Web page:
As a result of these charges, Plaintiff was removed from her teaching position and reassigned to a " Teacher Reassignment Center" (or " TRC" ), colloquially referred to as a " Rubber Room." Id. at ¶ 59. Although defendant Rivera, the Human Resources supervisor in the TRC, may have improperly docked Plaintiff's pay on certain occasions after January 15, 2008, id. at ¶ 109, Plaintiff continued to receive full salary and benefits until December 2008, when her disciplinary hearing concluded
and Plaintiff was terminated. Id. at ¶ ¶ 59, 114.
Plaintiff's Prior State Court Action
Plaintiff has been involved in several other lawsuits relating to her treatment by the DOE, two of which are relevant here. One of these -- Cruz v. N.Y. City Dep't of Educ., New York County Index No. 117004/08 -- was a State Court proceeding commenced in mid-December 2008 pursuant to Article 75 of New York Civil Procedure Law and Rules (the " CPLR" ). In that Article 75 proceeding, Plaintiff sought to set aside the arbitrator's decision that resulted in her termination.
In January 2010, Justice Saliann Scarpulla of the Supreme Court of the State of New York, New York County, ruled that Plaintiff's Article 75 proceeding was " both procedurally infirm and lack[ed] substance on the merits." Cruz, 26 Misc.3d 1208[A], 906 N.Y.S.2d 778, 2010 WL 93235, at *6. Justice Scarpulla found two procedural defects. First, the justice noted that Plaintiff had commenced the proceeding by filing a summons and notice, rather than by filing a petition as required by CPLR 304. 26 Misc.3d 1208[A], 906 N.Y.S.2d 778, 2010 WL 93235, at *3. Second, Justice Scarpulla found that the proceeding was time-barred because Plaintiff did not commence the proceeding within 10 days of her receipt of the arbitrator's decision, as required by N.Y. Educ. Law § 3020-a. Id.
Justice Scarpulla also addressed the merits of Plaintiff's claims and found Plaintiff's arguments unpersuasive. The justice rejected, inter alia, the argument that the disciplinary proceedings were " corrupt" because Plaintiff was forced to proceed without the assistance of counsel," finding that " Cruz was given ample time and opportunity to find replacement counsel" after her original counsel withdrew, but " chose not to retain replacement counsel, and not to participate or provide a defense in the proceedings against her." 26 Misc.3d 1208[A], 906 N.Y.S.2d 778, Id . at *5. In addition, Justice Scarpulla rejected arguments that the arbitrator " failed timely to hold a pre-hearing conference, did not complete the hearing within 60-days of the pre-hearing conference, and failed to issue a decision within 30 days of the final hearing date," finding that because Plaintiff " did not timely make and preserve these objections," they were waived. Id.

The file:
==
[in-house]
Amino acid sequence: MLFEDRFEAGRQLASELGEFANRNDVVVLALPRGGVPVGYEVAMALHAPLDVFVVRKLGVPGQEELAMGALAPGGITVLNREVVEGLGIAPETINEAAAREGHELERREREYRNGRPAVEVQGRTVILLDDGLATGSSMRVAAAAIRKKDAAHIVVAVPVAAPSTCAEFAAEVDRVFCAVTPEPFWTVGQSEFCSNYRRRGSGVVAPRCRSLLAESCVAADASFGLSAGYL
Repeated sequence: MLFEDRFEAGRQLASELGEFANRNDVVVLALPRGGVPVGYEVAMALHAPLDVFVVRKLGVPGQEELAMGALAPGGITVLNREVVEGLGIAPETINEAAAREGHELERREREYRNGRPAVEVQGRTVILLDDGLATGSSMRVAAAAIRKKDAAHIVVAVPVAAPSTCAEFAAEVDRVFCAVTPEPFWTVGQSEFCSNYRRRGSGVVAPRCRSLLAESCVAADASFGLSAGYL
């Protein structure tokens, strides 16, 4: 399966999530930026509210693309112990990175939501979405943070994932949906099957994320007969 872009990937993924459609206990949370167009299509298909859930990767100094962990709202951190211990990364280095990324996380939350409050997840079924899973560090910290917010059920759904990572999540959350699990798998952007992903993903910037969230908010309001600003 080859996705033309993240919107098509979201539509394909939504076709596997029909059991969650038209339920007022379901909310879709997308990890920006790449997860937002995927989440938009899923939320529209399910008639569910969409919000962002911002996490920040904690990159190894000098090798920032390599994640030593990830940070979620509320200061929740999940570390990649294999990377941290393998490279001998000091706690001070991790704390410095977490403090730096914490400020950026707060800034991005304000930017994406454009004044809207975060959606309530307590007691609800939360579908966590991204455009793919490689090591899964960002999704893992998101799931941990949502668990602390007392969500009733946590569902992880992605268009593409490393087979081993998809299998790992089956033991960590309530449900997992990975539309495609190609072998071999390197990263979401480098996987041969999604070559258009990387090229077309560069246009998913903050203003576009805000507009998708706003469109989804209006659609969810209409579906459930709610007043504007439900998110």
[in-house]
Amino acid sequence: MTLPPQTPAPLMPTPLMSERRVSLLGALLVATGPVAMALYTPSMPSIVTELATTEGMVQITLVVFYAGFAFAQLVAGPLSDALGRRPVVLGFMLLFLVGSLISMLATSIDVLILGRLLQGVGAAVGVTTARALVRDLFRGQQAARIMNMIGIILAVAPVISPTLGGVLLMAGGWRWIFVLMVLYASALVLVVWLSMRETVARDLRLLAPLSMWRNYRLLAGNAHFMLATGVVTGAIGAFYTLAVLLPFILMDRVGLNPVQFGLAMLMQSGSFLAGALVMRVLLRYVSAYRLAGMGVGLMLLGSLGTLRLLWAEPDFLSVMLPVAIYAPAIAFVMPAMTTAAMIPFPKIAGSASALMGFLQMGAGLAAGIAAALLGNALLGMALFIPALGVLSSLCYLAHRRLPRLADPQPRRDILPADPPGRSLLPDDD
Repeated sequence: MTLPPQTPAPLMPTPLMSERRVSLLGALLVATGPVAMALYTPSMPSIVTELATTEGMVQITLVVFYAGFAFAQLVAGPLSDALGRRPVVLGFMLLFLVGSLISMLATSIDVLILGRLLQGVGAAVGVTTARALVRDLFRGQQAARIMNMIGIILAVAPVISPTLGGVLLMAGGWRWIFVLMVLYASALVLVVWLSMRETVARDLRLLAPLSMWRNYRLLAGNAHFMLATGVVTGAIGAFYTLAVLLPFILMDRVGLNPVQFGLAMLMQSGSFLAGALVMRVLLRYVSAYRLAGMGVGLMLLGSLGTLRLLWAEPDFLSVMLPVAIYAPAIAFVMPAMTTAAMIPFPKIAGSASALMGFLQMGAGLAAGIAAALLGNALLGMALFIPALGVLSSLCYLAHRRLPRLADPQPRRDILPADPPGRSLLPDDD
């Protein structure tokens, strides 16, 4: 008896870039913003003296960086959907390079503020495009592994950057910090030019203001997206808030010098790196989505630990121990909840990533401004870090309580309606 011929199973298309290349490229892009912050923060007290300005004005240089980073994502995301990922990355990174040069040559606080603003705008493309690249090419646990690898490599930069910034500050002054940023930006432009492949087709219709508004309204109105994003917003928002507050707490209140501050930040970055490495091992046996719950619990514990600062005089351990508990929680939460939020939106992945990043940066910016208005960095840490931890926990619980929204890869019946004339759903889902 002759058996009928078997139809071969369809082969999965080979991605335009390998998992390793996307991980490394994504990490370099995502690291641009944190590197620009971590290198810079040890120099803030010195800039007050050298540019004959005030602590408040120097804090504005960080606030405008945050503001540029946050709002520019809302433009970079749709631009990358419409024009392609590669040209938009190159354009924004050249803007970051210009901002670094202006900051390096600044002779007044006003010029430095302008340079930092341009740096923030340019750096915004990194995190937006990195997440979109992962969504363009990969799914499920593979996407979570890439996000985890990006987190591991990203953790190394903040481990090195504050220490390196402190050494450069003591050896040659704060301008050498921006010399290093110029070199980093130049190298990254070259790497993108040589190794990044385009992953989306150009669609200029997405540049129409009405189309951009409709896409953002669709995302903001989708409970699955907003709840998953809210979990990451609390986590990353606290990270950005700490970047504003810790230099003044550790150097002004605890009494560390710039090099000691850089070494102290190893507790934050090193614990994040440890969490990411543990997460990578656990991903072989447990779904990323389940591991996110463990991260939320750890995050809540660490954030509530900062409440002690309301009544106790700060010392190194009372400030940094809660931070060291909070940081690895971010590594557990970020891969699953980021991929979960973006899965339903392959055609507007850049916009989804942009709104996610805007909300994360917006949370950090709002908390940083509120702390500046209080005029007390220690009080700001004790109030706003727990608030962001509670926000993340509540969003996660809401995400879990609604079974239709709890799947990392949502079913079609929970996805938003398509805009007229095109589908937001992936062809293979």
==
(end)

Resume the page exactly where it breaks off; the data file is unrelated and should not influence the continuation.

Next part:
Plaintiff's Prior Federal Action
The second of the prior actions which merits discussion was a federal action -- Adams v. N.Y. State Educ. Dep't -- which was commenced in the United States District Court for the Southern District of New York in June 2008. The original complaint in that action was drafted by an attorney named Edward D. Fagan and named 40 plaintiffs, including Cruz, all of whom were New York City public school teachers or other DOE employees who had been charged with misconduct and were involved in disciplinary proceedings. That pleading named the New York State Education Department (" NYSED" ), its Commissioner, its Tenure Teaching Hearing Unit (the " Unit" ), and approximately 18 NYSED employees as defendants and alleged, inter alia, that the hearing procedures employed by the NYSED violated the plaintiff's Fourteenth Amendment due process rights, the terms of their collective bargaining agreement, and provisions of the New York State Education Law.
On October 8, 2008, Fagan was granted leave to withdraw as counsel for approximately half of the 40 plaintiffs, not including Plaintiff. Later that month, Fagan filed an amended complaint on behalf of Plaintiff and his other remaining clients, which discontinued the action against all but one of the 18 NYSED employees and added four new defendants: the City of New York; its Mayor, Michael Bloomberg; the DOE; and Chancellor Klein (collectively, the " City Defendants" ).
In late 2008, Fagan was disbarred, rendering all of the plaintiffs pro se . Thereafter, many of the original 40 plaintiffs either voluntarily dismissed their actions without prejudice or had their actions dismissed without prejudice for failing to appear at conferences or otherwise failing to prosecute their actions. However, Plaintiff and ten other plaintiffs continued to prosecute the action pro se . On January 7, 2009, those plaintiffs were granted leave to file a second amended complaint.